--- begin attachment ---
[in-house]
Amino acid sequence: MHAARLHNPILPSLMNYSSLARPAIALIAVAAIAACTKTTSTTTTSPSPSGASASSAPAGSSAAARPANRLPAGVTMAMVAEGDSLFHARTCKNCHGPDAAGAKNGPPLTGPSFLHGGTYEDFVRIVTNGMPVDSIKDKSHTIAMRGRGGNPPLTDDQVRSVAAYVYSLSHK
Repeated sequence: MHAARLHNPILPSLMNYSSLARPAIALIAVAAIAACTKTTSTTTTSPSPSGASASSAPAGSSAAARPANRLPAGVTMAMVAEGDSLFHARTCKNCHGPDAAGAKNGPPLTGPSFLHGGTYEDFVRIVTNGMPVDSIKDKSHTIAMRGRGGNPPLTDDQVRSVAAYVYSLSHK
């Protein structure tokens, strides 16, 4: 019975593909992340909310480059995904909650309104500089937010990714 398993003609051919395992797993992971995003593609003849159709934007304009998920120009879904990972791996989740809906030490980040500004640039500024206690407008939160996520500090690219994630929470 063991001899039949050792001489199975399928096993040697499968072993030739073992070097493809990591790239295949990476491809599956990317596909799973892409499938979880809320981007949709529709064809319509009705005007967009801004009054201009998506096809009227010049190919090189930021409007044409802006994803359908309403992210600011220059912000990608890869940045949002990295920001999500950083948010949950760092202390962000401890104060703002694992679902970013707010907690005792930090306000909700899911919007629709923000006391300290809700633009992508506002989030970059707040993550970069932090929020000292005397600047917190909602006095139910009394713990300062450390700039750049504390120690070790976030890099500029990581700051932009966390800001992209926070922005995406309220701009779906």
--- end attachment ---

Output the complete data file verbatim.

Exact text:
[in-house]
Amino acid sequence: MHAARLHNPILPSLMNYSSLARPAIALIAVAAIAACTKTTSTTTTSPSPSGASASSAPAGSSAAARPANRLPAGVTMAMVAEGDSLFHARTCKNCHGPDAAGAKNGPPLTGPSFLHGGTYEDFVRIVTNGMPVDSIKDKSHTIAMRGRGGNPPLTDDQVRSVAAYVYSLSHK
Repeated sequence: MHAARLHNPILPSLMNYSSLARPAIALIAVAAIAACTKTTSTTTTSPSPSGASASSAPAGSSAAARPANRLPAGVTMAMVAEGDSLFHARTCKNCHGPDAAGAKNGPPLTGPSFLHGGTYEDFVRIVTNGMPVDSIKDKSHTIAMRGRGGNPPLTDDQVRSVAAYVYSLSHK
């Protein structure tokens, strides 16, 4: 019975593909992340909310480059995904909650309104500089937010990714 398993003609051919395992797993992971995003593609003849159709934007304009998920120009879904990972791996989740809906030490980040500004640039500024206690407008939160996520500090690219994630929470 063991001899039949050792001489199975399928096993040697499968072993030739073992070097493809990591790239295949990476491809599956990317596909799973892409499938979880809320981007949709529709064809319509009705005007967009801004009054201009998506096809009227010049190919090189930021409007044409802006994803359908309403992210600011220059912000990608890869940045949002990295920001999500950083948010949950760092202390962000401890104060703002694992679902970013707010907690005792930090306000909700899911919007629709923000006391300290809700633009992508506002989030970059707040993550970069932090929020000292005397600047917190909602006095139910009394713990300062450390700039750049504390120690070790976030890099500029990581700051932009966390800001992209926070922005995406309220701009779906």